Running back Franco Harris, one of Penn State’s star players and a four-time Super bowl champion with the Pittsburgh Steelers, remembered Paterno’s many contributions to the university. “Joe was a big part of not only taking the football program to a higher standard, but taking Penn State as a whole to a higher standard,” Harris said. “Joe is probably the only coach to take a whole university and to make it believe that it can be better than it ever was.”
Harris was a freshman at Penn State in 1968, just two years after Paterno assumed the head coaching position. He remembered Paterno as demanding both on and off the field. “Our freshman year it was mandatory to go to the library every night to study,” Harris said. “His ‘grand experiment’ was success with honor – the emphasis being not everybody’s going to play pro football and you’re here to get an education. Joe really made a commitment to a lot of parents. He told a lot of parents, ‘your son’s going to graduate.’”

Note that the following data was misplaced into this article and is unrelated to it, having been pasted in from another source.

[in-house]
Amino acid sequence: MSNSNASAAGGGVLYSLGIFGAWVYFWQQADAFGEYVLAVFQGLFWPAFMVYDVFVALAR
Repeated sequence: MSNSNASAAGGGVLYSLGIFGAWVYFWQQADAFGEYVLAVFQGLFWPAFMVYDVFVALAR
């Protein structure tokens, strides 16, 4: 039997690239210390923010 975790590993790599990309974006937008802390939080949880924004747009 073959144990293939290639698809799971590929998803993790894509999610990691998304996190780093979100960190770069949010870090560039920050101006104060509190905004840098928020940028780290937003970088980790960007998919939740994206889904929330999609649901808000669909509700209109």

Bruce Clark, a Penn State defensive tackle between 1976 and 1979, was another of the players who did continue his football career – after he completed his degree. “I came to Penn State to get the education that Joe promised me. I got the education that I wanted. I got my degree and then I got drafted,” he said.
“Joe,” as former players and other supporters called him, lived up to his word on academics. Penn State’s graduation rate for all undergraduates, and especially those in the football program, has been near the top of the rankings for years. Graduation rates remain high today. Penn State’s overall graduation rate for the 2012-2013 academic year was 86 percent according to the United States Department of Education. For all student-athletes, the graduation rate was 88 percent, and the football team specifically was 85 percent, second in the Big Ten only to Northwestern’s 97 percent according to data released by the NCAA.
Paterno was the face of Penn State until 2011 when the Sandusky scandal rocked the university. The NCAA doled out what many students, fans and media members believed to be radical and harsh penalties against the football program, including the $60 million fine, an annual reduction of 10 football scholarships (some of which have been restored), and a bowl game ban for four years. Paterno and school president Graham Spanier were fired. Athletic Director Tim Curley was placed on administrative leave following the scandal and his contract was not renewed.